In operating the machine, the latter is pushed. over the carpet or rug 52 to be cleaned, the handle 21 being utilized for the purpose, this handle being forkedvas shown at 53, and its arms 54 being trunnioned at their forward. extremities on the opposite sides of the motor casing. The current for operating the motor may be taken from an ordinary electric light circuit, by inserting a plug 55 in a suitable socket, the conductors 56 which are connected at one extremity with the plug being connected at their opposite extremities with the motor, as shown at 51a. This is an ordinary electric connection` as will be readily understood.

Assuming that the construction of the machine illustrated in Figs. l and 2 is emloyed, and that the refuse-holding or carrying medium is distributed simultaneously with the performance 4of the cleaning function, as the machine is moved over the carpet, the refuse-holding medium is sifted to the surface of the carpet and acted on by the brushes to thoroughly distribute it through the pile oi' nap of the carpet, thus bringing this medium in combination with a suitable amount of liquid taken from the tank 40,

into intimate contact with the pile of the carpet, whereby the dirt is separated from the pile or nap. As this dirt has an afiinity for the said medium, there is a union between them and the suction picks up the dirt-laden medium and carries it into the fan chamber,l after which the air blast drives the medium through the passage 15 of the fan chamber and thence through the conduit 19 to the nozzle, whereby this medium is used over and over until its capacity for holding or carrying more dirt or refuse is exhausted. It will be understood that during such operation thev passage 15 is opened to form free communication between the ian chamber and the conduit 19, while the opposite passage 16 is closed. This is accomplished by the proper adjustmentfoi2 the slidable cut-oil, 17, as heretofore explained.

After the medium has been employed a sulicient. length of time, the cut-ofi' is again adjusted to close the passage 15 and to open the passage 16, Vin which event the air blast drives the refuse-carrying medium into the refuse receptacle-20, where it remains until removed.

If it should be preferred, the medium i'or catching and holding the dirt or refuse material to betaken from the carpet may be distributed over thel surface of the carpet before the carpet-cleaningV operation commences, in which event .the .operation of the machine may be absolutely the same since the medium would bel taken up continuously from the carpet during the `movement of the machine thereover, and by the proper adjustment of the cutoff 17, the medium can be used until it has become completely saturated with they dirt. The distribution of the medium over the carpet, assuming that it is done in advance of the performance ol the cleaning operation, may be done either by hand or by the machine itself. lf by the machine, the construction` illustrated in Fig. f1 would be employed, them-achine being stripped of the conduit 19, thefbagQO andthe liquid tank 4,0. Asshown in the drawing, the tank 4() and the forward extremityv ofy the conduit '19 are connected by .the pipes l11 and 42,th`e forward-extremity of the conduit, as shown in Vthe drawing, consisting' of aumetal member 57, to which the fabric of the conduit, is secured, this metal member having anopening communicating with a nozzle 6 'and being held in place by metal strips or bars 58, having flanges which overlap similar flanges formed on the lower edges o'ithe part, the bars being connected with-the nozzle by bolts 59 to whose upper extremities are applied wing nuts, 60. By` virtue oi this construction, provision is made 'for readily removing the articles from the machine which are not needed during the operation of distributing the refuseholding medium. Hence, the construction shown in FingA 4 is the same ,as that illustrated in Figs. 1 and 2 exceptthat certain parts are removed,` making the machine somewhat more easily operable.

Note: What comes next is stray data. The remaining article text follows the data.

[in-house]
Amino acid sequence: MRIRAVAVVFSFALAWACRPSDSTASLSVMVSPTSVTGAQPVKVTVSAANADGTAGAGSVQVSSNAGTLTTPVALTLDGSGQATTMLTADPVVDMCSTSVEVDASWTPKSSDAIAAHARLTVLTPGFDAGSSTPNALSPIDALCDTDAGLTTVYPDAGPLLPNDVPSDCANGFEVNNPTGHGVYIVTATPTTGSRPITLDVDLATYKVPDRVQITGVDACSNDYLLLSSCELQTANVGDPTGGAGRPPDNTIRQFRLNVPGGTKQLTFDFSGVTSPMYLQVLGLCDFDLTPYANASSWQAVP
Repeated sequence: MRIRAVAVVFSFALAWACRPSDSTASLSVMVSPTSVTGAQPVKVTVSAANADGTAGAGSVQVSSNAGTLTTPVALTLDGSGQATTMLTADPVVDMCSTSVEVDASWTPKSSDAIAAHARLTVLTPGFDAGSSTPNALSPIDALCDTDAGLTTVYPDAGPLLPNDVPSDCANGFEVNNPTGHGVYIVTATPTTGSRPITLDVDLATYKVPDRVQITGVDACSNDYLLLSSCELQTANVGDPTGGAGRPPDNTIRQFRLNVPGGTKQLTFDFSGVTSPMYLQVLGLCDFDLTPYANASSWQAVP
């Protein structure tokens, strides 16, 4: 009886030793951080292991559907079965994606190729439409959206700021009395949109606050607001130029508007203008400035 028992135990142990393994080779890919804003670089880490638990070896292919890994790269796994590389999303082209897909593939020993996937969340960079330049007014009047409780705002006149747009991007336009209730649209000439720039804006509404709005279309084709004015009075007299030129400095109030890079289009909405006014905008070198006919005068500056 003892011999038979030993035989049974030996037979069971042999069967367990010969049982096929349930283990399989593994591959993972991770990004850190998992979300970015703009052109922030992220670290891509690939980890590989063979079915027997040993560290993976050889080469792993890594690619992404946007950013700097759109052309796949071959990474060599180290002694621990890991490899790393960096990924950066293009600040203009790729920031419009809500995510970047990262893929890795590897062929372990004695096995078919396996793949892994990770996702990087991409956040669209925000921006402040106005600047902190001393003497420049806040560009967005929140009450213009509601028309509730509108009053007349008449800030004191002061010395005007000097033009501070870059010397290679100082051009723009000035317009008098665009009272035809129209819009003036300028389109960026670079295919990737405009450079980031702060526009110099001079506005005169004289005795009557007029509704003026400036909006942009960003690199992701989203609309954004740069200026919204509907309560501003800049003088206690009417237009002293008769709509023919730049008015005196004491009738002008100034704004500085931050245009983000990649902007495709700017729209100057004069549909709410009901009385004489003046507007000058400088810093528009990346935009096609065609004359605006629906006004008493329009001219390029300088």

It shouldbe explained that as the dirt holding` medium is usedv over and over again, as y heretofore explained, and worked through the pile ot the carpet bythe use of the brush or brushes," fresh surfaces 'of the medium are constantly exposed, to which the dii-l' clings oradlieres; and thisopera tion is continued until the dirt-holding capacity of the medium is exhausted. It should also be explained that the action of the liquid, particularly upon the vulcanized oil, enhances 4the possibilities of the subdivisions of the medium, and therefore increases its dirtand soil-holding capacity.